Content Updated July 18, 2018
Determining employee classification is a vital part of running your business. It can be easy to confuse an employee for an independent contractor and vice versa, but doing so will cause you a lot of problems later on. Let’s take a close look at the differences to avoid penalties and fines.
Employee vs. Independent Contractor Definition
Unfortunately, there is no single definition as to what classifies one as an employee, and this can blur the lines a bit between employee and contractor. However, the IRS relies on the Common Law Test to determine whether employment taxes such as social security, Medicare, and so on should be withheld from an individual’s pay.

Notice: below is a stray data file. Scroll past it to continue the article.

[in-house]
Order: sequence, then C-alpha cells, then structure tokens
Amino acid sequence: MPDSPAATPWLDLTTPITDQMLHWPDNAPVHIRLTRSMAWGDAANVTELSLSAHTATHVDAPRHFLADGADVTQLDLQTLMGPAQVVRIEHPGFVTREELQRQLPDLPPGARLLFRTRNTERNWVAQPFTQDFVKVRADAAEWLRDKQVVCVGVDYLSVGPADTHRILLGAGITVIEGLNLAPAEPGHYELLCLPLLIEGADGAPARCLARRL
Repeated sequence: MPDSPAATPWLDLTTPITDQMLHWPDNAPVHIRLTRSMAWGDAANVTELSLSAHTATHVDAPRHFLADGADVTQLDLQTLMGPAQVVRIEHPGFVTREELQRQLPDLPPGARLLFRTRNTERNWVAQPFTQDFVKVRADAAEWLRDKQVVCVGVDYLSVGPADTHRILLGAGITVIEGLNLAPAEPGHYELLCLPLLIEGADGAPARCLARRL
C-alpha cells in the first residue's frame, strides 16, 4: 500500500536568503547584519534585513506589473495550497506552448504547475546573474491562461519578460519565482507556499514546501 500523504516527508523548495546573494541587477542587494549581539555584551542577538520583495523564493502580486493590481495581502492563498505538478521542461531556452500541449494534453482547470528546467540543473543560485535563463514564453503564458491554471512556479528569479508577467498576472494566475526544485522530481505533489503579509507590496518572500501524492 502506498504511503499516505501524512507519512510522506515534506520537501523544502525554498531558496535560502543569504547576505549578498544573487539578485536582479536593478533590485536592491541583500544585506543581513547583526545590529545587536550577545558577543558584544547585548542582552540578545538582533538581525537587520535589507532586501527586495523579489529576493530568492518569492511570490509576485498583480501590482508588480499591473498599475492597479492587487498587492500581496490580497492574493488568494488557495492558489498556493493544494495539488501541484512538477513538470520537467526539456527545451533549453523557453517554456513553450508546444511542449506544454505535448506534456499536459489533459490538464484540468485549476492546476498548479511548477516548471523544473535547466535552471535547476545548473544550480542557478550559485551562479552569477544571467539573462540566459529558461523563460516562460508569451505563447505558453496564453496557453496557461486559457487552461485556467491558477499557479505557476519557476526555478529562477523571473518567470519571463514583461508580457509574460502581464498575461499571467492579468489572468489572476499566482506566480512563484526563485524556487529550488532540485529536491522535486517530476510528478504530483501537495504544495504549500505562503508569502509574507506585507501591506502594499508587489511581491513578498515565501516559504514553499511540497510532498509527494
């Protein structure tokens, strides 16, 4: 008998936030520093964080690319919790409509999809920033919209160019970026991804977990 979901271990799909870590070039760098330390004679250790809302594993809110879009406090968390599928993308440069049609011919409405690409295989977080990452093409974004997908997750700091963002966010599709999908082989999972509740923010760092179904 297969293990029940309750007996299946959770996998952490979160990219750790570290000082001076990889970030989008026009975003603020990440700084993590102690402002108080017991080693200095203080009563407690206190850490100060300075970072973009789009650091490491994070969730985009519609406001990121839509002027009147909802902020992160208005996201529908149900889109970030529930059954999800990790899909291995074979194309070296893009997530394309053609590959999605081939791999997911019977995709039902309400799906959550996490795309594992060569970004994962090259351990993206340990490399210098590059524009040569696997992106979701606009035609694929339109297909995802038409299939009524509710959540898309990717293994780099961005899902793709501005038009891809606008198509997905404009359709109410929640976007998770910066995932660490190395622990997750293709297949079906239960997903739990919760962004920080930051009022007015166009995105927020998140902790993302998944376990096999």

The Common Law Test
Common Law states if an employer has the right to control what work will be done and how that work will be done, then an employer-employee relationship exists and the worker is indeed a common law employee. It is important to note that this individual is an employee under the common law test even if the employer does not exercise their right to control. Conversely, if an individual is under the control of someone else only as far as the results go, and not in control of how the work is accomplished, they are not considered an employee under the common law test. It all comes down to the amount of control the employer has over the individual performing work.
What is Control?
If the common law test determines whether or not you have an employer-employee relationship or that of an employer-independent contractor relationship, we need to know just what ‘control’ means. The IRS has constructed three categories to determine control: behavioral control, financial control, and type of relationship.